Pending Federal Criminal Charges Now What?

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When people talk about having pending federal charges, they are talking about one of two things:

  1. Charges that have been filed, but not yet prosecuted, or
  2. Charges that will be filed.

These are very different circumstances that have to be handled in different ways.

Charges Already Filed

Sometimes, an Assistant U.S. Attorney will file criminal charges, but make an arrangement with the defendant not to prosecute those charges immediately. This is called deferred prosecution. The defendant agrees to do something the successful completion of which will result in the charges being dropped. For example, someone charged with a minor drug offense might agree to go to rehabilitation. If rehabilitation is successful, the prosecutor might agree to drop the pending federal charges.

People who have these types of pending federal charges should do whatever it is that they agreed to do in exchange for the prosecutor to defer prosecution of the charges. Failure to complete the defendant’s end of the bargain will result in the charges moving from pending status to prosecution. If for some reason, a defendant cannot do what he or she agreed to do, an attorney should be consulted with immediately as it might be possible to make other arrangements with the U.S. Attorney’s Office.

Charges Not Yet Filed

Sometimes federal investigators will inform a suspect that they plan on seeking charges against the suspect. These are also referred to as pending federal charges. Normally, investigators do this because they want to get something out of the defendant. That something can be information or it can be an admission of guilt.

Investigators Looking for Information

If investigators think a suspect might have information about other defendants or about larger crimes, it might be in their best interest to tell that suspect about pending federal charges. For example, if they know that someone committed embezzlement, they might inform that person about the pending charges because they want information about other crimes they believe the suspect’s company committed. By telling their suspect, the investigators are looking to make a deal for the information they seek.

Admission of Guilt

Sometimes, federal investigators think that they have all the information they need to convict someone of a crime, but they do not want to go through the entire process of filing charges and seeking a conviction. Instead, they will ask the person to admit to wrongdoing in exchange for a lighter sentence.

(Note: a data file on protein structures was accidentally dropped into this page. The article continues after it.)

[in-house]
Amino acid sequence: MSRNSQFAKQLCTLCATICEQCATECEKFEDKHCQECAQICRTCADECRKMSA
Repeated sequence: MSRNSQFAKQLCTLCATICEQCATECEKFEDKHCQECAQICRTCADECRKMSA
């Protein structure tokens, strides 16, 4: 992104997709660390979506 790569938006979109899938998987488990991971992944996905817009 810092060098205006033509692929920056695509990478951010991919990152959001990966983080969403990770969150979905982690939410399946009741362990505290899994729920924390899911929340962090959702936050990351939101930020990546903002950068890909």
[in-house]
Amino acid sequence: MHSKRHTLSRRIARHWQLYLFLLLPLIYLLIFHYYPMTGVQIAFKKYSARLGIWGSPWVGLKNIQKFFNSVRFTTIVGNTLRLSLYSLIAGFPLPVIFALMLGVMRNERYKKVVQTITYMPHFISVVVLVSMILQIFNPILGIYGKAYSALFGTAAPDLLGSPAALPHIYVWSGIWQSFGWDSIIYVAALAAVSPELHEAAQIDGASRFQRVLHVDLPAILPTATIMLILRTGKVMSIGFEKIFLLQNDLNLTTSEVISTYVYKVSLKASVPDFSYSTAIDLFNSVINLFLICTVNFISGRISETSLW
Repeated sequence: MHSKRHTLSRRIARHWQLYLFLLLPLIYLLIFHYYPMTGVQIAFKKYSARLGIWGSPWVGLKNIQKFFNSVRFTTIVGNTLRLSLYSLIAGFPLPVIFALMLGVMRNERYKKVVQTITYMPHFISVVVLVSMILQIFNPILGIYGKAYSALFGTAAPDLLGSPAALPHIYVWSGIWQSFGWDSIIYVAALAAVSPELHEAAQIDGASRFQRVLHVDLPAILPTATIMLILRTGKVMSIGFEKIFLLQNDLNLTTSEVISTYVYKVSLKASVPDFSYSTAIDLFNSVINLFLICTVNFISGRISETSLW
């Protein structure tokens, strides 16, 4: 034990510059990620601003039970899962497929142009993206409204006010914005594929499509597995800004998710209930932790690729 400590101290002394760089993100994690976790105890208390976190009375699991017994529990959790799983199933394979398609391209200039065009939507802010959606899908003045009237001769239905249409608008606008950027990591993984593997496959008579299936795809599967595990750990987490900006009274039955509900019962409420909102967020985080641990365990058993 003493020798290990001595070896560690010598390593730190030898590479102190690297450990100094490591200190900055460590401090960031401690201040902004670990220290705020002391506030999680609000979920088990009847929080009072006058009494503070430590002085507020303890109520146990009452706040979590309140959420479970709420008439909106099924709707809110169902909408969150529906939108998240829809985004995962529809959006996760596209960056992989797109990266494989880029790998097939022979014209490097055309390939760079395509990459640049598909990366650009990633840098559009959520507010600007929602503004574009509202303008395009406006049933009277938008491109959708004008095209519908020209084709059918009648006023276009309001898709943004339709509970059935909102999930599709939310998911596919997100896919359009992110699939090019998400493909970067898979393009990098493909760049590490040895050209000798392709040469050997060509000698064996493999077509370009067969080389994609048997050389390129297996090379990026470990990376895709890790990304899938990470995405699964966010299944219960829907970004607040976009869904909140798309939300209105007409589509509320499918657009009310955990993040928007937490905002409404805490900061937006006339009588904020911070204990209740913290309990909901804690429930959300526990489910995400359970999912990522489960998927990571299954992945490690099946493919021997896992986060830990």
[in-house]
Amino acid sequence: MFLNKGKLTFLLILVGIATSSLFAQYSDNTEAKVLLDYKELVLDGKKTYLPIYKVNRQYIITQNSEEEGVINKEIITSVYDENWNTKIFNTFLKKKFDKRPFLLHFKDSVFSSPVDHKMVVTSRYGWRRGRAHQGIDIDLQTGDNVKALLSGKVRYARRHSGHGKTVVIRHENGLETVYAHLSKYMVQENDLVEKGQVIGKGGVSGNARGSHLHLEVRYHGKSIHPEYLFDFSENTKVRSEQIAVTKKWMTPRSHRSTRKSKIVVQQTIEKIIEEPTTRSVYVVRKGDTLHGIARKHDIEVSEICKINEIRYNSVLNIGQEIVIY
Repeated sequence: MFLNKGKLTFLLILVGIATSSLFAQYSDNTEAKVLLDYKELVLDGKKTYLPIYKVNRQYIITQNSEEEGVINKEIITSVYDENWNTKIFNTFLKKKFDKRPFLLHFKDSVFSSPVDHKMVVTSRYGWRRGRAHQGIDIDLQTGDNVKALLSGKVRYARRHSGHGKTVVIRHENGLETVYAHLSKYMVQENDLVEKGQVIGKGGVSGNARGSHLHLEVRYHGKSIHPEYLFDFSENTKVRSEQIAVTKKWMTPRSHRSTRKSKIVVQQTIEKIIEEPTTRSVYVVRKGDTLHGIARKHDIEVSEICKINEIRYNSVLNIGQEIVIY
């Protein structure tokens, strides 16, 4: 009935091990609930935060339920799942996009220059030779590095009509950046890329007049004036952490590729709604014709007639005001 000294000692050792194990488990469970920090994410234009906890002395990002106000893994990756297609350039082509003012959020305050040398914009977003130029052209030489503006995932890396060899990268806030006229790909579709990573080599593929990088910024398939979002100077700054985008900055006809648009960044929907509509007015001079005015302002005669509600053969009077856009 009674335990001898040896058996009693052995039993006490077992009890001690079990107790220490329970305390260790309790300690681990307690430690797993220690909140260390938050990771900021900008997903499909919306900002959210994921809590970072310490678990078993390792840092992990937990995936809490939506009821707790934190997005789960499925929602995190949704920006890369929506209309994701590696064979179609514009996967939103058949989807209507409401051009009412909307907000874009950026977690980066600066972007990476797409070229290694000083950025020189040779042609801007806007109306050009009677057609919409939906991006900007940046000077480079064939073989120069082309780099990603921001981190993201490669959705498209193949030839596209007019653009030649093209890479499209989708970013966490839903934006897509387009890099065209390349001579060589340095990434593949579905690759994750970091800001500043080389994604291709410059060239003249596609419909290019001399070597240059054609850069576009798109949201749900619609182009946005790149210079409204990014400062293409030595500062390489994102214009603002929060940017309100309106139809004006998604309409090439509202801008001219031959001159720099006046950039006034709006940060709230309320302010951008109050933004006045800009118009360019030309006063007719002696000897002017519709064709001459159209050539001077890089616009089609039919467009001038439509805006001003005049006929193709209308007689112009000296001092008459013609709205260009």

What to Do

No matter why federal investigators have informed you of pending federal charges against you, what you need to do is the same and simple:

  • Call a Federal attorney immediately.
  • Call a Federal attorney immediately.
  • Call a Federal attorney immediately.

You don’t have to do it three times, but hopefully, the repetition drives the importance home. Federal investigators do not have your best interests in mind. They are not telling you about pending charges because it is helpful to you. They are doing so because it is helpful to them. You need an attorney to make sure that any agreement you reach with the federal government is truly in your best interests.

What Happens Next

What happens after you call an attorney depends on the specifics of your case. If your attorney agrees that it is in your best interests to cooperate with the federal investigators, then the attorney will assist you in coming to an agreement with the investigators. You will then need to live up to your end of that agreement.

If your attorney does not think it is in your best interests to cooperate with investigators, then it is likely that the charges will be filed. They will no longer be pending. At that point, you will go through the federal criminal justice process. This can include the following stages:

  • Grand jury investigation
  • Indictment
  • Trial
  • Sentencing
  • Appeal

There are many other possible stages that your attorney will discuss with you. Whatever happens, your attorney will be there to give you legal advice and make sure that your best interests are represented.

Summary

Before you can know what to do about pending federal charges, you need to know what it is meant by them. There are two possibilities for both of which it is best to speak to an experienced federal criminal defense attorney about what you need to do to protect your best interests.

Geoffrey Nathan, Esq.

About Geoffrey Nathan, Esq.

Geoffrey G Nathan is a top federal crimes lawyer and Chief Editor of FederalCharges.com. He is a licensed attorney in the Commonwealth of Massachusetts since 1988, admitted to practice in both Federal and State courts. If you have questions about your federal case he can help by calling 877.472.5775.